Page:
While remaining firmly committed to NATO, Turkey also hopes to gain by strengthening links with Russia and China in an increasingly multipolar world.
- Ankara is balancing traditional alliances with new opportunities by strengthening ties to the East while maintaining co-operation with NATO partners, part of Turkey’s plan to strengthen itself as a world player.
- Turkey’s flirtations with purchasing missile systems from China or Russia, incompatible with NATO systems, carries symbolic weight, as NATO’s second largest army.
- Turkey is pursuing stronger multi-faceted relationships with Russia and China through involvement in Eurasian regional projects, driven by the promise of trade and economic ties.
Recent foreign policy statements and decisions from various officials regarding Turkey’s relations with its Euro-Atlantic partners appear contradictory. While Defence Minister Fikri Işık called for an end to NATO’s Aegean counter-migrant mission, dismissing the need for a long-term maritime presence, President Recep Tayyip Erdoğan made renewed demands for joint action with the US in Syria last week. Crucially, Turkey agreed to participate in strengthening NATO’s Black Sea regional presence at a Defence Ministers meeting in Brussels on October 26th, a sensitive issue for Russia. Turkey is demonstrating greater assertiveness in its relations with NATO and that it will pursue its own agenda.
At the same time, Turkey is developing avenues for co-operation with Russia and others further afield. Since President Erdoğan’s meeting with Russian President Vladimir Putin in St Petersburg last August, Russo-Turkish security ties have been deepening. Ankara is considering a Russian bid to sell a long-range missile defence system to Turkey along with alternatives offered by European and American contenders. Importantly, any Russian system available is unlikely to be inter-operable with those provided previously by NATO partners. In this way, Turkey is very obviously putting Russian and NATO security on a far more equal footing than previously.
While the presence of Russian-made missiles on Turkish soil could cause concern among Western allies, it will ease Russian anxieties about NATO encirclement and add warmth to the two countries’ warming relationship. Ankara’s increased co-operation with Beijing is also reflective of Turkey’s increasingly broad foreign policy focus. Though it conceded to NATO pressure in cancelling an agreement to buy a Chinese-made missile system last year, Turkey has continued to cultivate ties with China. Turkey is engaged in a balancing act. It is not disavowing its Western allies, but wants to engage with an increasingly multipolar world.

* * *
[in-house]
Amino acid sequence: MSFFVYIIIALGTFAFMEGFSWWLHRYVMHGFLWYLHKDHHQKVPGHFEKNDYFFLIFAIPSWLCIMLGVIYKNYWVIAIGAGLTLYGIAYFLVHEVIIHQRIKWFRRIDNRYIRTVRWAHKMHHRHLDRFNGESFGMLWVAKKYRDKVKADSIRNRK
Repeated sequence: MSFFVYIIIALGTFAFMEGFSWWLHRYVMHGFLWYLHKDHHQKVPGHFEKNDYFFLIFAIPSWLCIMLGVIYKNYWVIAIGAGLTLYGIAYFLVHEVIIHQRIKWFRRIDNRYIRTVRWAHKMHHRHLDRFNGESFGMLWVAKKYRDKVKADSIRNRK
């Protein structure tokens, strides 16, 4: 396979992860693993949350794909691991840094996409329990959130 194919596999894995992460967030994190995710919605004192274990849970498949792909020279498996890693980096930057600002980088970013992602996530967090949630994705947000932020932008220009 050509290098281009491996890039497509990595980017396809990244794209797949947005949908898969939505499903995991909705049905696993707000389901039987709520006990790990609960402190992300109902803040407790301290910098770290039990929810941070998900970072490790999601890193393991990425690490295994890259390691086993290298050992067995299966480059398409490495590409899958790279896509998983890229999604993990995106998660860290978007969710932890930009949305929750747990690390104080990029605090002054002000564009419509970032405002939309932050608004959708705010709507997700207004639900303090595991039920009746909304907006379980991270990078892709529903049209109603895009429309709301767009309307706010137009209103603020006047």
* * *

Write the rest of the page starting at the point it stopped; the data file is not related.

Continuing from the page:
At the Shanghai Cooperation Organisation’s (SCO) summit in Tashkent in June this year, various members expressed support for Turkey’s full membership. Turkey has held dialogue partner status since 2013 in this Eurasian regional security and economic bloc, which includes China, Russia and Central Asian states. President Erdoğan expressed his desire for Turkey to become a full SCO member during his visit to China in July. Security, trade and transport co-operation are at the base of Turkey’s relations with the SCO as well as access to other Chinese-led economic projects.
One such project is China’s ‘One Belt One Road’ initiative, which Turkey sees as an opportunity. It is a planned route to link China to Europe via Central Asia, Russia and Turkey, ending in the Netherlands. Ankara wishes to provide logistical and infrastructural support for the project. With a large heavy goods vehicles fleet, and modern road network, ports and airports, Turkey’s trade infrastructure could profit massively from the initiative.
This is not to say Turkey is ready to abandon ties with the West. However, the AKP government’s continued efforts to elevate Turkey’s position to that of a global power and appreciation for non-European markets are accompanied by a relative frostiness to the West compared to previous Turkish governments. Turkey sees opportunities in both security and trade across the world, not just in Europe, and its growing assertiveness means it is not afraid to upset its allies in pursuing these.
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